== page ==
Helping out with pets’s veterinary care costs

Pictured at the Wheatley Hill charity shop are(left to right) Ralda Sheard, Dean Sheard, Paul Sheard, Caroline Calder of Abbey vets, Sharon Morgan of Greyhound Rescue North East and Brenda Jordan
Pictured at the Wheatley Hill charity shop are(left to right) Ralda Sheard, Dean Sheard, Paul Sheard, Caroline Calder of Abbey vets, Sharon Morgan of Greyhound Rescue North East and Brenda Jordan
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A NEW animal rescue service is being set up to help pet owners who are struggling to cope with hefty vets’ bills.

K9 Animal Care (North East) is a new charity that hopes to provide a lifeline to people on low incomes who can’t afford veterinary care.

Paul Sheard, 64, and his wife Ralda, 59, are behind the project, which also helps to re-home dogs.

It will provide a free “animal ambulance” to collect and deliver animals to and from various locations around County Durham.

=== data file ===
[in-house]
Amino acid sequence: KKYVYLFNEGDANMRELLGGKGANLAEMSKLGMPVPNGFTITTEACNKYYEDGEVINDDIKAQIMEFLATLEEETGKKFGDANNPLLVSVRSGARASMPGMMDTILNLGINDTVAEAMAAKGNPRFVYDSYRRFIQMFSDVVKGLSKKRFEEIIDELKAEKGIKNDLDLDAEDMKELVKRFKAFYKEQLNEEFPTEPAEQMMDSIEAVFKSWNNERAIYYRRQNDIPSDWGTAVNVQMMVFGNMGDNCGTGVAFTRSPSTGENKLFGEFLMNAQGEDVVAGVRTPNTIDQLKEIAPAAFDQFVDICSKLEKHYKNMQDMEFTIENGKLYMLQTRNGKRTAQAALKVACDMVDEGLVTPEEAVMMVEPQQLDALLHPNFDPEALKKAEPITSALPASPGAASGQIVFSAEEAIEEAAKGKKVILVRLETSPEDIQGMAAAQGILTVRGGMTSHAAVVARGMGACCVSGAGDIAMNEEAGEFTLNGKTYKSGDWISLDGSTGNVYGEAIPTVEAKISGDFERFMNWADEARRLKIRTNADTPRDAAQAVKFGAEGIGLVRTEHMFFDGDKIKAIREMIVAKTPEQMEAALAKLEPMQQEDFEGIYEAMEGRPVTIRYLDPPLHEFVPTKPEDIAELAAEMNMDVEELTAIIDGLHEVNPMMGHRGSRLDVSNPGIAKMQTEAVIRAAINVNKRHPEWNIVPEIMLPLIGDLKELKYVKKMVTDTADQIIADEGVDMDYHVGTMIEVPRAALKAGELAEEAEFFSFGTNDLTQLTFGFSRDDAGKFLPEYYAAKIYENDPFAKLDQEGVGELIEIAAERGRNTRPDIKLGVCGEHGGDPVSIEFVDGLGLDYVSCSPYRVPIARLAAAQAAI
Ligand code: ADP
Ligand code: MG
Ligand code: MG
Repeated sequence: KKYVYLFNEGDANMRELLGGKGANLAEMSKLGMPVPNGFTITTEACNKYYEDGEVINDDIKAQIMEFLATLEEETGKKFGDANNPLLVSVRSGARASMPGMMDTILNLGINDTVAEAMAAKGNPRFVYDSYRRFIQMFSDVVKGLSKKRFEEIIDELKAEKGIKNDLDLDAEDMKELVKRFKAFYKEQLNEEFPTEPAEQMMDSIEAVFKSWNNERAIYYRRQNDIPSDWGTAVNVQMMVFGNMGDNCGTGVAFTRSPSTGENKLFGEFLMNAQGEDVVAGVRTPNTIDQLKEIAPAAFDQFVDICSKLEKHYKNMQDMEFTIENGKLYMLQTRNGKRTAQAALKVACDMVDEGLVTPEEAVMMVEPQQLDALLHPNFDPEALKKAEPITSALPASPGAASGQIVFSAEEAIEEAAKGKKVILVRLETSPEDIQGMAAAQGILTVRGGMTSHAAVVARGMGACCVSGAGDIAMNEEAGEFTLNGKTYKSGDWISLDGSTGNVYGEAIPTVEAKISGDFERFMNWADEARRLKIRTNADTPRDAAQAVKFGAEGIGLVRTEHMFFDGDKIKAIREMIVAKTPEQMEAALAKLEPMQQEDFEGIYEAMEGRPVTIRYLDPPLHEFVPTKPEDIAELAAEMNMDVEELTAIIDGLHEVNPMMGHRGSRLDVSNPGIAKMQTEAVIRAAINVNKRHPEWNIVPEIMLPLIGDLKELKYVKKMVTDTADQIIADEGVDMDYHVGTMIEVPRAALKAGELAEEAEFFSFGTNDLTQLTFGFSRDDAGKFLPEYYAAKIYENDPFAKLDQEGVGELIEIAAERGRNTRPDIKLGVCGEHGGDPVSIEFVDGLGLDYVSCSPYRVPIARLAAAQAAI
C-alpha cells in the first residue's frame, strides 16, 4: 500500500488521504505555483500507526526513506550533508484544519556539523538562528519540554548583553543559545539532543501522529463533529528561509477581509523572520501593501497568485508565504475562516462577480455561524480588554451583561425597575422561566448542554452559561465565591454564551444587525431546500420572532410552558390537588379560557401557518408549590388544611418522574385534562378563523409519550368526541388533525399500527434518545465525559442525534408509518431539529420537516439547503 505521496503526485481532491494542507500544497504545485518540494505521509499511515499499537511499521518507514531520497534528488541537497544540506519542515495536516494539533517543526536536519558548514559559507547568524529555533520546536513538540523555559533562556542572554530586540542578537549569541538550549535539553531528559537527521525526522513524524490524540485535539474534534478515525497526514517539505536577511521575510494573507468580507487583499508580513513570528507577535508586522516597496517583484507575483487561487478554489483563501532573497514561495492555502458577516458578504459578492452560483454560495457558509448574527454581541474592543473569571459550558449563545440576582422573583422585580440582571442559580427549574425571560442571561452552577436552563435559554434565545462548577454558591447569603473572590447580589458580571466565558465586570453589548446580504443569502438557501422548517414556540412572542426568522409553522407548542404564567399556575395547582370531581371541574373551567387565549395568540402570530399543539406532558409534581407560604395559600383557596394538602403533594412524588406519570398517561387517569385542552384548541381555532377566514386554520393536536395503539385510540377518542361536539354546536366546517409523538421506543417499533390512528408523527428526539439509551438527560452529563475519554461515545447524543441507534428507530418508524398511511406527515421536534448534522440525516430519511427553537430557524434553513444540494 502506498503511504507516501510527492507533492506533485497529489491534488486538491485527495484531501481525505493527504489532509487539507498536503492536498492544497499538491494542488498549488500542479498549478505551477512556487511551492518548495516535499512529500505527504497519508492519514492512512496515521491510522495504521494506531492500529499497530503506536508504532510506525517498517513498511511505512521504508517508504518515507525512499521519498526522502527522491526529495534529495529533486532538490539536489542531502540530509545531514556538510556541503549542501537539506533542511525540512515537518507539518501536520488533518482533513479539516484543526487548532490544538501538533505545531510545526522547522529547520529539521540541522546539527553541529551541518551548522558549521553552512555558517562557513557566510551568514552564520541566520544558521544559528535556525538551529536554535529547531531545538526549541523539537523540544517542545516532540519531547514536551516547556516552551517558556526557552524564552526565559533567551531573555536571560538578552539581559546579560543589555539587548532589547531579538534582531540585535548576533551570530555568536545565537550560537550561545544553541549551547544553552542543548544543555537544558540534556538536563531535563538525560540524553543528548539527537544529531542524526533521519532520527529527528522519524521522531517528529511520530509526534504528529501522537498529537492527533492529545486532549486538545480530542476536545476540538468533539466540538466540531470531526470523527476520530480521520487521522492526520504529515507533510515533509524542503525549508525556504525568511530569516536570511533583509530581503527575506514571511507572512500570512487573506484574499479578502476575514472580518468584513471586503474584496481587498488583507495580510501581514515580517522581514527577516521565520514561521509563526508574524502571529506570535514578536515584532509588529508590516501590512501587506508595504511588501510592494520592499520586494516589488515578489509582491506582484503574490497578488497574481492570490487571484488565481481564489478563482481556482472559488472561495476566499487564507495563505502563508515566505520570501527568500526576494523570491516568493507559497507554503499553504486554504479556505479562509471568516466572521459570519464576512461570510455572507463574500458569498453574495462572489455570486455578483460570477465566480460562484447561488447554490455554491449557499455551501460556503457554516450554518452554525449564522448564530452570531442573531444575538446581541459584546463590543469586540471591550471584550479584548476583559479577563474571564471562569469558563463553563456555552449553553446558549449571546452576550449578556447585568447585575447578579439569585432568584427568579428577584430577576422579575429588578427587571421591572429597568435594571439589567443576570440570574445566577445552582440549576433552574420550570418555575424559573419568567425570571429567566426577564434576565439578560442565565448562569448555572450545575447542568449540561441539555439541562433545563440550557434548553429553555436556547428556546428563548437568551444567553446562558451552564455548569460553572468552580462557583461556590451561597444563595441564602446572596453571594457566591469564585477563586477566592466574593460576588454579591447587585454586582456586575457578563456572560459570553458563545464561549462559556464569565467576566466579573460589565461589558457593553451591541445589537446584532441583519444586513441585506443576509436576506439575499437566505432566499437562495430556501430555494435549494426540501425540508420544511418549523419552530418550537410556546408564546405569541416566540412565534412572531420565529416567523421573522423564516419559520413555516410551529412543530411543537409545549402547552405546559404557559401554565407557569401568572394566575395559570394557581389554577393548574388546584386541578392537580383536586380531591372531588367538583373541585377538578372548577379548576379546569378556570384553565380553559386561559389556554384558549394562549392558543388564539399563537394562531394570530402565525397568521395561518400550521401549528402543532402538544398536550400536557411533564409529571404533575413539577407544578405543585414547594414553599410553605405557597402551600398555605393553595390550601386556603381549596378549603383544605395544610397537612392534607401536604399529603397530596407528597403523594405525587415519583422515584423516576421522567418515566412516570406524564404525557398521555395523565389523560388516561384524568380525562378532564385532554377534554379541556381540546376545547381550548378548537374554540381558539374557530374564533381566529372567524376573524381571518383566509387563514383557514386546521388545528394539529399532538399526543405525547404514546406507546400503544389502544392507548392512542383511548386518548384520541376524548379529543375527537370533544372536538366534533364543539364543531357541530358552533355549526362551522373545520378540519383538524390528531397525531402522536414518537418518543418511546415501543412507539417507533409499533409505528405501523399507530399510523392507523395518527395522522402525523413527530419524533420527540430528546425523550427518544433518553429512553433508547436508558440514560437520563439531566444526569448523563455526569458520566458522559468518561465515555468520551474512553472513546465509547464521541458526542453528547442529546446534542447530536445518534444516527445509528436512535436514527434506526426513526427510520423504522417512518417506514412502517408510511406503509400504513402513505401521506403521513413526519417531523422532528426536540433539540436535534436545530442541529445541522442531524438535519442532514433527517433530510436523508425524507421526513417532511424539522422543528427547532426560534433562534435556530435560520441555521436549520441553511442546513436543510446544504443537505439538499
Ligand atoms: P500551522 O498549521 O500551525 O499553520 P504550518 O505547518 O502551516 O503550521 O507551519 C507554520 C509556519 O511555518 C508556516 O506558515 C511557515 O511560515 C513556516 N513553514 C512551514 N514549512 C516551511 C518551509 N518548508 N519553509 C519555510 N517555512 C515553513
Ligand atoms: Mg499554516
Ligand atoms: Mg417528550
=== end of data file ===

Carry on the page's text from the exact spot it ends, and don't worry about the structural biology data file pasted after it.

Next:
Paul was a director with Coxhoe-based Stray Aid, which helps to rehouse stray cats and dogs, for six years before he decided to branch out.

K9 Animal Care, based in Granville Terrace, Wheatley Hill, will generally cater for dogs, but will also be open to most animals that need care and attention.

Paul, whose son Dean, 34, will also be helping out with the service, said: “We have started a fresh charity where we want to help people on low incomes who need vet services they can’t afford.

“It could be medical care with vets and also transportation from kennel to kennel or region to region, if needed, for re-homing.”

Paul said the service will be working with Greyhound Rescue North East, which has kennels in Wheatley Hill.

He is also looking at contracting some services to the Abbey Vet Group in Durham.

He added: “Our primary aim is to raise funds to be able to help people afford medical services.

“We recognise that east Durham is a disadvantaged area and people might not be able to afford vet’s services.

“It seems to be an area where people can’t get the help they need.

“They can’t afford it and some of the animals have to suffer.”

The service, which will open on Monday and will also sell clothes and bric-a-brac to raise funds, is also looking for volunteers who can help out.

“People on the dole can apply to be a volunteer and it will go on their CV and they may get extra payments,” said Paul.

To find out more about the charity, call 07853332130.